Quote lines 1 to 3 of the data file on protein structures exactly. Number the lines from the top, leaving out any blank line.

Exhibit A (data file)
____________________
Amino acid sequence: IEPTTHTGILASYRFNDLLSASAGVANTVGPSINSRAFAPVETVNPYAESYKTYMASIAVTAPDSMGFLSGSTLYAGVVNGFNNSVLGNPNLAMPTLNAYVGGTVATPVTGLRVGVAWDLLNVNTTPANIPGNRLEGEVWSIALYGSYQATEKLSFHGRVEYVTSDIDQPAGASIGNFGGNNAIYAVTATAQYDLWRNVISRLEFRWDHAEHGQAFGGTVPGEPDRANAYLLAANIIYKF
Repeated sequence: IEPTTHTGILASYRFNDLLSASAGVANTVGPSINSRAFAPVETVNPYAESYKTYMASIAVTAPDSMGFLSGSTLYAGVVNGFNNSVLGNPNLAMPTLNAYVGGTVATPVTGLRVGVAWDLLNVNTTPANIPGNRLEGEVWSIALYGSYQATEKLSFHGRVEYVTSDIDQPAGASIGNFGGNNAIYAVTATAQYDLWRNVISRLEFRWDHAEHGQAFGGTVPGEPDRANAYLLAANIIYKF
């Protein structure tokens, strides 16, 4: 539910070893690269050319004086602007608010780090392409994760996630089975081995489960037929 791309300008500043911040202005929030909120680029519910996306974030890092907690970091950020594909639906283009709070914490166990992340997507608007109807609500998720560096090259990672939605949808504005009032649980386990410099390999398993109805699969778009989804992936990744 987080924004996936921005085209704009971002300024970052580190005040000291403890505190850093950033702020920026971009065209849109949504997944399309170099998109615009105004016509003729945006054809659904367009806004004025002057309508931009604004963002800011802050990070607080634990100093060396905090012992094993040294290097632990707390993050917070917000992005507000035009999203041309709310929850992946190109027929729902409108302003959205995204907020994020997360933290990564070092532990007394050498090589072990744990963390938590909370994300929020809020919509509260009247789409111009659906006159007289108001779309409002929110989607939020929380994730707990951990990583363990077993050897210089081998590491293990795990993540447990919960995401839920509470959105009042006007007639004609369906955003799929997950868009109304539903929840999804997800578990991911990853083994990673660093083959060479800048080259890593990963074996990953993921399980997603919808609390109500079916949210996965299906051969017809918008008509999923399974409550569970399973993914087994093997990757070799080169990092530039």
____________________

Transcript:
Amino acid sequence: IEPTTHTGILASYRFNDLLSASAGVANTVGPSINSRAFAPVETVNPYAESYKTYMASIAVTAPDSMGFLSGSTLYAGVVNGFNNSVLGNPNLAMPTLNAYVGGTVATPVTGLRVGVAWDLLNVNTTPANIPGNRLEGEVWSIALYGSYQATEKLSFHGRVEYVTSDIDQPAGASIGNFGGNNAIYAVTATAQYDLWRNVISRLEFRWDHAEHGQAFGGTVPGEPDRANAYLLAANIIYKF
Repeated sequence: IEPTTHTGILASYRFNDLLSASAGVANTVGPSINSRAFAPVETVNPYAESYKTYMASIAVTAPDSMGFLSGSTLYAGVVNGFNNSVLGNPNLAMPTLNAYVGGTVATPVTGLRVGVAWDLLNVNTTPANIPGNRLEGEVWSIALYGSYQATEKLSFHGRVEYVTSDIDQPAGASIGNFGGNNAIYAVTATAQYDLWRNVISRLEFRWDHAEHGQAFGGTVPGEPDRANAYLLAANIIYKF
């Protein structure tokens, strides 16, 4: 539910070893690269050319004086602007608010780090392409994760996630089975081995489960037929 791309300008500043911040202005929030909120680029519910996306974030890092907690970091950020594909639906283009709070914490166990992340997507608007109807609500998720560096090259990672939605949808504005009032649980386990410099390999398993109805699969778009989804992936990744 987080924004996936921005085209704009971002300024970052580190005040000291403890505190850093950033702020920026971009065209849109949504997944399309170099998109615009105004016509003729945006054809659904367009806004004025002057309508931009604004963002800011802050990070607080634990100093060396905090012992094993040294290097632990707390993050917070917000992005507000035009999203041309709310929850992946190109027929729902409108302003959205995204907020994020997360933290990564070092532990007394050498090589072990744990963390938590909370994300929020809020919509509260009247789409111009659906006159007289108001779309409002929110989607939020929380994730707990951990990583363990077993050897210089081998590491293990795990993540447990919960995401839920509470959105009042006007007639004609369906955003799929997950868009109304539903929840999804997800578990991911990853083994990673660093083959060479800048080259890593990963074996990953993921399980997603919808609390109500079916949210996965299906051969017809918008008509999923399974409550569970399973993914087994093997990757070799080169990092530039």